Backend for Frontend (BFF) Pattern: The Dos and Don’ts of the BFF Pattern
Backend for Frontend Overview
In the Backend for Frontend pattern, a service (“the backend”) serves as a termination point for a requesting interface (“the frontend”). The backend coordinates all subsequent calls within the solution architecture pursuant to any frontend request.
Backends within this context differ from a traditional API or monolithic gateway. Public APIs are monolithic user interface endpoints, terminating all traffic regardless of modality. For instance, a public API will typically service both browser and mobile traffic.
Contrasted with the “monolithic” public API, backends are segmented by modality, allowing them to serve what may be unique requirements by interface constituent.
Benefits of BFF
The BFF pattern comes with many potential benefits.
• May reduce the chattiness of the client with an implementation by serving as an aggregator and coordinator of requests.
• Smaller and less computationally complex than an all-encompassing monolithic API (segmentation by the Y axis vis-à-vis differing modality of requests)
• Faster time to market as front end teams can have dedicated back end teams serving their unique needs, vs. a combined monolithic team servicing the needs of competing constituent front end teams.
• May offer better results for each front end constituent, vs “in between” solutions that are optimized for neither constituent.
Drawbacks to the BFF Pattern
There are two very obvious drawbacks of the BFF pattern implementation, dealing with fault isolation and the propagation of blast radius for any failure. A handful of additional drawbacks need to be remunerated if BFFs are employed.
• Fan Out: If engineers and architects aren’t careful, there can be a high degree of fan-out between any BFF and associated services it calls. The failure of any of those services can bring down the entire BFF for the interface in question.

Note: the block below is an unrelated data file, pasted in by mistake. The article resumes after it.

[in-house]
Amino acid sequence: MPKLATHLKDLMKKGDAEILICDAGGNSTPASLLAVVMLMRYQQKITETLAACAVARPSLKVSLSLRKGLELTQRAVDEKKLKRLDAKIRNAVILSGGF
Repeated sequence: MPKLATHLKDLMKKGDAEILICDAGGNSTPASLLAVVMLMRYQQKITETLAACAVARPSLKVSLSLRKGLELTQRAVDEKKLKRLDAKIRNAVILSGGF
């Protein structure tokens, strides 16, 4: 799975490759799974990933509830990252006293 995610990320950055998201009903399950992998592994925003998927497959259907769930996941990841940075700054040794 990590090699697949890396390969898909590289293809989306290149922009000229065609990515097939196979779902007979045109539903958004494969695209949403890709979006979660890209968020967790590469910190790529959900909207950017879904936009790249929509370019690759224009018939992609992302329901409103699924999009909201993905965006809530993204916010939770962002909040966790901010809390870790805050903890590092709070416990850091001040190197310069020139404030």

• Fuse: Each service, if it responds to multiple BFFs has the capability of bringing down all BFFs and as a result halt all operations. Each individual service then becomes a fuse anti-pattern.
• Duplication and Lower Reuse: There is a high probability that each BFF may implement similar capabilities with different teams, easily doubling (or more) the cost of development. The benefits of faster time to market may warrant this downside, but if it is a major concern some lightweight overhead associated with identifying duplicate efforts may help identify opportunities for shared libraries that get developed once.
• More Services and Components: As we segment backends for each constituent frontend, the number of deployable units increases. This becomes less of a concern if teams have good DevOps practices, great monitoring, lots of automation and good ownership around quality of releases.
When to Use a BFF
If requirements across mobile, browser and other modality constituents vary significantly and the time to market of a single proxy or API becomes problematic, BFFs are a good solution. One must only ensure that you limit the downsides using the following practices.
How to Solve BFF Associated Problems
• Solve Fan Out: Because we don’t want any single subsequent service that any BFF coordinates to take down the BFF entirely, we should implement fault isolation. Each downstream service ideally will have its own BFF termination point for each modality. While this increases the number of deployments again, we get significantly better fault isolation and higher availability. If coordination is necessary between downstream components, rethink the reasons for splitting each subsequent component per our guidance in when to split services
• Remediate Fuses: This is virtually impossible to solve without dedicating a service to each modality/interface BFF. Dedication of deployed services will work if databases aren’t involved, but will not work if each subsequent service needs to share a database as the database now becomes a fuse. So, if a service need not use a database consider separate deployments for maximum availability. If databases are required, accept the fuse as technical debt that is partially remediated by eliminating fan-out above.
• Reuse: This may or not be a problem with your implementation. But if you suspect that functionality will overlap significantly between modalities, it may make sense to ensure teams (perhaps scrum masters and product owners) are identifying “large” work efforts that must be shared. Having teams implement these larger needs in reusable libraries will lower development costs and decrease time to market for other capabilities.
• Service Multiplication: As mentioned above, ensuring that teams “own” their services through the service life and enabling easy release and interaction through automation solves nearly all the concerns of a larger number of deployable services.
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This is one blog post of a series about Microservices: Patterns and Antipatterns